Comanche Marker Trees of Texas

Comanche Marker Trees of Texas

Comanche Marker Trees of Texas

Comanche Marker Trees of Texas


In this unprecedented effort to gather and share knowledge of the Native American practice of creating, designating, and making use of marker trees, an arborist, an anthropologist, and a Comanche tribal officer have merged their wisdom, research, and years of personal experience to create Comanche Marker Trees of Texas.

A genuine marker tree is a rare find--only six of these natural and cultural treasures have been officially documented in Texas and recognized by the Comanche Nation. The latter third of the book highlights the characteristics of these six marker trees and gives an up-to-date history of each, displaying beautiful photographs of these long-standing, misshapen, controversial symbols that have withstood the tests of time and human activity.

Thoroughly researched and richly illustrated with maps, drawings, and photographs of trees, this book offers a close look at the unique cultural significance of these living witnesses to our history and provides detailed guidelines on how to recognize, research, and report potential marker tree candidates.


The use of trees to identify a location has always been important in the traditional life of the Comanche. in days of old, our ancestors would mark a tree, or use a tree that was naturally marked and stood out on the landscape, to identify a resource. the tree itself was a resource and could be used to identify various others, such as food, medicine, water, a path, a burial site, or a meeting place. More often than not, these trees marked more than a singular resource.

For nomadic people, it was important to remember locations where activities took place and that, in the oral tradition, held significant information about cultural life. These types of trees are still important and in use today. We utilize the trees within the landscape as a means of following the paths of our ancestors’ teachings and connecting ourselves to the country we know as Numu Soko (the Comanche word for “Comanche Land”). We still stop to gather medicines and foods, as well as to camp, or follow various paths that lead us to our destinations, often by the utilization of these trees. Essentially these historic resources are just as significant today as in yesteryear, for we are Comanche—yesterday, today, and tomorrow.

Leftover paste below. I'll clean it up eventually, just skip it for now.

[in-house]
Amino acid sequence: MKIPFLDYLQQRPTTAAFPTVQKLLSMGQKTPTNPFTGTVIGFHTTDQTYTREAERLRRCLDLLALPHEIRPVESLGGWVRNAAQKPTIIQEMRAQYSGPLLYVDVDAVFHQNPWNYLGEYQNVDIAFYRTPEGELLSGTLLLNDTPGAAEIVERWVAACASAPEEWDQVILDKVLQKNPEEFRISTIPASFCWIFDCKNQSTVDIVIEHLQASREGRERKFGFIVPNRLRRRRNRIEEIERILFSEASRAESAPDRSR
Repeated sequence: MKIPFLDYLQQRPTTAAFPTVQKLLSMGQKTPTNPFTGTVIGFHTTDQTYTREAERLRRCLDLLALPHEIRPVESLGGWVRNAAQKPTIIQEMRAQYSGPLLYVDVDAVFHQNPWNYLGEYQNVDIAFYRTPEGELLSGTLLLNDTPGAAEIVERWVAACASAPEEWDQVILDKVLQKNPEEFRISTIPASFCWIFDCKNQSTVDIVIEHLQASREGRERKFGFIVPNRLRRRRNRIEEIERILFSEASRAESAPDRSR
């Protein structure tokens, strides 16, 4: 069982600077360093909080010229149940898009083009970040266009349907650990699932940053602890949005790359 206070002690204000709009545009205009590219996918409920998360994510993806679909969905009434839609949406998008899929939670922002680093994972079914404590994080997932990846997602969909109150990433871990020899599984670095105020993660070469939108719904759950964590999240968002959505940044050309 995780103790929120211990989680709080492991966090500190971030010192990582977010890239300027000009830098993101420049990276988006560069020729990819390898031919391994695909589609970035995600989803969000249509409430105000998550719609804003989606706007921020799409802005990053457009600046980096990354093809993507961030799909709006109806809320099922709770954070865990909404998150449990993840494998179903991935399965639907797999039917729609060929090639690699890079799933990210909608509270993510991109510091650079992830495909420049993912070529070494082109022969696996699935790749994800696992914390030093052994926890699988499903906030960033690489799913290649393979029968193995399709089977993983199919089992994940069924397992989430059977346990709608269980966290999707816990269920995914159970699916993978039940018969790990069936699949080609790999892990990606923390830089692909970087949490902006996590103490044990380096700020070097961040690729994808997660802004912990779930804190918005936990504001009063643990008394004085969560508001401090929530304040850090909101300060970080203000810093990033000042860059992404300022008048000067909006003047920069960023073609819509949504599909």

I remember traveling around Comanche country as a child with my grandparents and elders to collect certain resources. There were specific locations where trees offered food or medicine for collection, as well as locations where trees were used for identifying other important occurrences or places. For example, such a tree stood north of our old home place. It was an old, unusual-looking tree that marked the place where my siblings, cousins, friends, and I would gather to play. It was a place where the kids could be found at any time of the day—easily within calling distance in the advent of an important announcement or need. There was no distinction among seasons and its use. It was the kind of tree that stood out in the landscape, calling your attention, begging you to come closer, and directing your activities. Whether it was with or without leaves, we spent hours in and beneath that tree, discovering nature and ourselves. It was a guide of sorts, and a friend as well, who seemed to listen to our stories and . . .

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